Dream Diary: Chapter 1


Dream Diary: Chapter 1 (known as DD1) was an insane pwn challenge. It is one of the few heap challenges on HackTheBox and, while it took a great deal of time to understand, was probably one of the most satisfying challenges I've done.

There were two (main) ways to solve this challenge: utilising an unlink exploit and overlapping chunks then performing a fastbin attack. I'll detail both of these, but first we'll identify the bug and what it allows us to do.


Let's have a look at what we can do.

ironstone@ubuntu:~/Desktop/hackthebox/chapter1$ ./chapter1 

|         Dream Diary          |
| [1] Allocate                 |
| [2] Edit                     |
| [3] Delete                   |
| [4] Exit                     |
>> 1

Size: 20
Data: ye

So at first look we can create, edit and delete chunks. Fairly standard heap challenge.


Now we'll check out the binary in more detail.

Many of the functions are bloated. If there is a chunk of irrelevant code, I'll just replace it with a comment that explains what it does (or in the case of canaries just remove altogether). I'll also remove convoluted multi-step code, so the types may be off, but it's much more readable.


/* Find free chunk index in the list */

/* Input size */

chunk = malloc(size);
*(void **)(&CHUNKLIST + (long)index * 8) = chunk; /* Add chunk address to list */

/* Check for Malloc Errors */

printf("Data: ");
read(*(void **)(&CHUNKLIST + index * 8), size);

Very simplified, but it takes in a size and then calls malloc() to assign a chunk of that size and reads that much data into the chunk.


/* Input index */

/* check 0 <= index <= 15 */
/* Check if chunk address in list is zero - if it is, detect the UAF */

/* Read length of data stored there */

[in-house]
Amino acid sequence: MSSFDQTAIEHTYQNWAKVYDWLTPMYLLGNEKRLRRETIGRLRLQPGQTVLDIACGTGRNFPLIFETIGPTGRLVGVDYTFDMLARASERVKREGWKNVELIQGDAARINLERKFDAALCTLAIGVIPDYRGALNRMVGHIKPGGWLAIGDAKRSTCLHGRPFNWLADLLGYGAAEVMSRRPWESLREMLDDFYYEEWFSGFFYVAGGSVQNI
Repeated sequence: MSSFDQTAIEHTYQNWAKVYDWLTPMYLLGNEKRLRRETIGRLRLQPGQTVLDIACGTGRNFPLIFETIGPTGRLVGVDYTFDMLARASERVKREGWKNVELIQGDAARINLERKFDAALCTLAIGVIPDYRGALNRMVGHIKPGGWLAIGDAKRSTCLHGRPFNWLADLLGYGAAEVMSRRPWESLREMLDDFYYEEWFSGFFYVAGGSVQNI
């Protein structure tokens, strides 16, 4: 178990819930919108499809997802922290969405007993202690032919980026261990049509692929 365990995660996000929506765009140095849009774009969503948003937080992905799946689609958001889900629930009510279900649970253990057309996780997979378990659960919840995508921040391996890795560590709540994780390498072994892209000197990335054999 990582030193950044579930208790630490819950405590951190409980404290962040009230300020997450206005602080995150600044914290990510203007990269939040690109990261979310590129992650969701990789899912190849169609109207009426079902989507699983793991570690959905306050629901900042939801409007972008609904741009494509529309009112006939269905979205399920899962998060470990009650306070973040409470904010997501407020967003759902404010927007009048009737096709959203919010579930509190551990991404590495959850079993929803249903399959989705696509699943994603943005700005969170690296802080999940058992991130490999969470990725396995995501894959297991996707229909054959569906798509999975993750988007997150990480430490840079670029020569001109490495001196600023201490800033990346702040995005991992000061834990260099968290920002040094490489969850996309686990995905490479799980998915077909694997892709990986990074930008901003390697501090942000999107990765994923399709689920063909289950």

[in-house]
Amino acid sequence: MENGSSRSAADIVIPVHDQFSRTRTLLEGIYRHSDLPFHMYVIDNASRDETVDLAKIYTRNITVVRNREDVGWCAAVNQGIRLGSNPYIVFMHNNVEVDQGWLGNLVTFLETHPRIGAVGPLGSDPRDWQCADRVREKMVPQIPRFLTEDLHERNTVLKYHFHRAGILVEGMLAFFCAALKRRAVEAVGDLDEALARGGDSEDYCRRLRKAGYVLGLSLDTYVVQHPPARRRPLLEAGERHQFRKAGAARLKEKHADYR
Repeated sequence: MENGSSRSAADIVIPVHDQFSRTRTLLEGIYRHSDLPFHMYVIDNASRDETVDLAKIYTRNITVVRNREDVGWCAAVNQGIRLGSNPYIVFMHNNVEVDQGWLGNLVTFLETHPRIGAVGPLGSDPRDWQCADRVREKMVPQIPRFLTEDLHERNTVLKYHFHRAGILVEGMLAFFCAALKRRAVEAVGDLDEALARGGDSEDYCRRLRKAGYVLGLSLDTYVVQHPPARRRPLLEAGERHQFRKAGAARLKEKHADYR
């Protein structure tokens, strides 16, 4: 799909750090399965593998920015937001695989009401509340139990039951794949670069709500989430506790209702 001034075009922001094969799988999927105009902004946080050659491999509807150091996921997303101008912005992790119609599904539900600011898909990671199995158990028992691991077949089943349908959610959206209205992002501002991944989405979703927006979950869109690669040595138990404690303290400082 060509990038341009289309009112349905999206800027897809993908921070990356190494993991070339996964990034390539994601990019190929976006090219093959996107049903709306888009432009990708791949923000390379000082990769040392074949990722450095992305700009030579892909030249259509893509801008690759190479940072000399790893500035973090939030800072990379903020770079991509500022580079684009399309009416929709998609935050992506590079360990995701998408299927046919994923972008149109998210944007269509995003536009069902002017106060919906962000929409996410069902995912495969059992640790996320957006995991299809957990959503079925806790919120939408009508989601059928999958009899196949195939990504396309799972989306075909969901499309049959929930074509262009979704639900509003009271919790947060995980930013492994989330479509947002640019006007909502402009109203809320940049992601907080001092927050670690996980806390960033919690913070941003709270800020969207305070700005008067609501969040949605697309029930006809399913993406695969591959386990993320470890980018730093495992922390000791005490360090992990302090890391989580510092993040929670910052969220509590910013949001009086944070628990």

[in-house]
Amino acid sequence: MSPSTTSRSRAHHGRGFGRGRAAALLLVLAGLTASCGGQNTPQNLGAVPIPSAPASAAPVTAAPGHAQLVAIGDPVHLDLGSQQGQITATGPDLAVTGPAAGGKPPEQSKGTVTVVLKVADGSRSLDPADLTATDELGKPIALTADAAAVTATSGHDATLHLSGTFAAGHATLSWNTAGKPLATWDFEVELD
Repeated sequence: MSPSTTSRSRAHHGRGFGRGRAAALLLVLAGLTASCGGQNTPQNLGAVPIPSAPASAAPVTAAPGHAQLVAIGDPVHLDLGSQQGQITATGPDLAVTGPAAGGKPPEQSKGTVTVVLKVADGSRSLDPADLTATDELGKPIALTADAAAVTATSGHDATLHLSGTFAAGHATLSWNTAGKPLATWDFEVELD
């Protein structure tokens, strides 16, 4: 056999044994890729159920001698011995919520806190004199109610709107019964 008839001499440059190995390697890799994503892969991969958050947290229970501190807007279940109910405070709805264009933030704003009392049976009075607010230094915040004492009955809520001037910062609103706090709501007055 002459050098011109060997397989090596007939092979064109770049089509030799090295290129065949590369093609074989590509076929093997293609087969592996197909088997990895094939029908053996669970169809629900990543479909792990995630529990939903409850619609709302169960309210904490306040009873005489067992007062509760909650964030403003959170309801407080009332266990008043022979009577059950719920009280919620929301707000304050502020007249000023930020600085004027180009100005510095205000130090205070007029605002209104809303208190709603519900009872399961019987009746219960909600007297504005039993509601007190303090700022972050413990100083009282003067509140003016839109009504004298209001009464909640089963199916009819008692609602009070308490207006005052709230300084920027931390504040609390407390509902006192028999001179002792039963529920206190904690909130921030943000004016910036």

size = strlen(*(char **)(&CHUNKLIST + index * 8));
printf("Data: ");
read(*(void **)(&CHUNKLIST + index * 8), size);

Again, quite simplified. Calls strlen() on the data there, reads that many bytes in.


/* Input index */

/* check 0 <= index <= 15 */
/* Check if chunk address in list is zero - if it is, detect the UAF */

free(*(void **)(&CHUNKLIST + index * 8));     /* Free the chunk */
*(&CHUNKLIST + index * 8) = 0; /* Zero out the entry - stop UAF and double-free */

Finding the bug

The delete() function is secure, so it's clearly not an issue with the way the chunk is freed. Now we can check the functions that write data, allocate() and edit().

allocate() only ever inputs how much it allocates, so it's secure. The bug is in edit():

size = strlen(*(char **)(&CHUNKLIST + index * 8));
read(*(void **)(&CHUNKLIST + index * 8), size);

Remember that strlen() stops at a null byte. If we completely fill up our buffer the first time we allocate, there are no null bytes there. Instead, we will continue into the size field of the next chunk.

Provided the size field is greater than 0x0 - which is will be - strlen() will interpret it as part of the string. That only gives us an overflow of one or two bytes.

But what can we do with that? The last 3 bits of the size field are taken up by the flags, the important one for this being the prev_in_use bit. If it is not set (i.e. 0) then we can use PREV_SIZE to calculate the size of the previous chunk. If we overwrite P to be 0, we can fake PREV_SIZE as it's originally part of the previous chunk's data.

How we can utilise this will be detailed in the subpages.


Some helper functions to automate the actions.

from pwn import *

elf = context.binary = ELF('./chapter1', checksec=False)
libc = elf.libc
p = process()

CHUNKLIST = 0x6020c0

def alloc(size=0x98, data='a'):
    p.sendlineafter('>> ', '1')
    p.sendlineafter('Size: ', str(size))
    p.sendlineafter('Data: ', data)

def free(idx=0):
    p.sendlineafter('>> ', '3')
    p.sendlineafter('Index: ', str(idx))

def edit(idx=0, data='a'):
    p.sendlineafter('>> ', '2')
    p.sendlineafter('Index: ', str(idx))
    p.sendlineafter('Data: ', data)

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